srinivas bettadpur photoSrinivas Bettadpur, an associate professor of aerospace engineering and engineering mechanics and the director of the Center for Space Research at The University of Texas at Austin, has been awarded the NASA Exceptional Public Achievement Medal by the National Aeronautics and Space Administration. The award, established in 2012, is presented annually to individuals who have distinguished themselves by making outstanding contributions to a NASA mission.  

Bettadpur’s award recognizes exceptional achievement in furthering the goals of the Gravity Recovery and Climate Experience (GRACE) mission through the improvement, validation and application of GRACE’s unique mission science data.

GRACE offered a paradigm-sift in measuring the planet’s variations with its twin co-orbiting satellites, which allowed for continuous, highly precise measurements of variations in the Earth’s gravitational field. These satellites provided important data on the rate of melting ice, rising ocean levels, depleted aquifers and more. Retired in 2017, the twin satellites were replaced in May with twin satellites that will take even more accurate measurements of Earth during the GRACE Follow-on mission.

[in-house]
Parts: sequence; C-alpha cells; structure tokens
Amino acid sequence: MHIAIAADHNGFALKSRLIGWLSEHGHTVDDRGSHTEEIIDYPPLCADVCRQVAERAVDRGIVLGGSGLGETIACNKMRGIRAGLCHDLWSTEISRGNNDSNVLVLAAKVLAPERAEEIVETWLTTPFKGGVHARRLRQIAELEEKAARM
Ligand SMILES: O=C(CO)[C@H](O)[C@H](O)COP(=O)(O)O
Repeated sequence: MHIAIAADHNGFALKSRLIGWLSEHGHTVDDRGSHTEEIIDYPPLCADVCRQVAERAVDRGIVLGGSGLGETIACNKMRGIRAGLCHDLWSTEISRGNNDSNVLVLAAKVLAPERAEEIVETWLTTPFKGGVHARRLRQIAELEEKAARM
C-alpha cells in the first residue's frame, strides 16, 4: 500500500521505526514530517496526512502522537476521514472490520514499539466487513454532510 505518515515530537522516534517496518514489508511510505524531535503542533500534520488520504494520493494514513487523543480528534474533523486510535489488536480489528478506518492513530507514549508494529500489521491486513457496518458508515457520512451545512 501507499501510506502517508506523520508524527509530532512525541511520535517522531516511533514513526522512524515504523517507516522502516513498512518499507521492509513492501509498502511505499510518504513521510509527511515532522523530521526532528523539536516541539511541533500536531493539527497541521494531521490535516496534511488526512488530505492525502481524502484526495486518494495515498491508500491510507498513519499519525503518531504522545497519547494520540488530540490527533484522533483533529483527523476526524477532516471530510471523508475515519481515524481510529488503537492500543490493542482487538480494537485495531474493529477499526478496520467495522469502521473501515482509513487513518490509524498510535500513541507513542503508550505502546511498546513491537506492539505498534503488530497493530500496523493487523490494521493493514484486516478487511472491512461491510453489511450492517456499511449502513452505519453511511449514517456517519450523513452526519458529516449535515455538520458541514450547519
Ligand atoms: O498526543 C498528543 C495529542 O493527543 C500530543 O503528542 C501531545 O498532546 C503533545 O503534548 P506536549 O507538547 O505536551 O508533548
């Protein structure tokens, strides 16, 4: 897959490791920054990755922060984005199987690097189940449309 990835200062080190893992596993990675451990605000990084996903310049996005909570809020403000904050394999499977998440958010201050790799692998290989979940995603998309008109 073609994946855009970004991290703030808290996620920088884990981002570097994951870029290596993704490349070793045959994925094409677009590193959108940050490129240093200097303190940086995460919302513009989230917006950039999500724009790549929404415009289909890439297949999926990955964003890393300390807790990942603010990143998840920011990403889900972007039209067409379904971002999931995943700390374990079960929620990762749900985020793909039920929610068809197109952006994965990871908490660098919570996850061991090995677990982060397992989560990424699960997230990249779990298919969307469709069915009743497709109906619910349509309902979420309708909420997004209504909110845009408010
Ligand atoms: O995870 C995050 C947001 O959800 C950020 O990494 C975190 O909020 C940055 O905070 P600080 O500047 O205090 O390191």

Bettadpur’s research areas of expertise are in orbital mechanics and space geodesy. His research is focused on the modeling and analysis of Earth’s dynamics through space-based metrology and remote sensing and the connections between global space-geodetic measurements and their regional applications. 

He is the principal investigator for UT Austin’s efforts for the GRACE Follow-On Mission which replaced the existing twin GRACE satellites in 2018. Bettadpur was instrumental in establishing a UT-NASA partnership for a next-generation geodetic observatory at UT’s McDonald Observatory in West Texas. Through their research in mm-precision positioning techniques, Bettadpur and colleagues will enable a generational shift in the metrology and characterization for reference frames and natural hazards.

Bettadpur is a fellow of the FSX Professorship in Space Application and Exploration. He is a fellow of the International Association of Geodesy and an associate fellow of the American Institute of Aeronautics and Astronautics. He was the recipient of the 2007 NASA/USGS William T. Pecora Team Award for the GRACE mission and the European Geosciences Union Vening Meinesz Medal in 2016.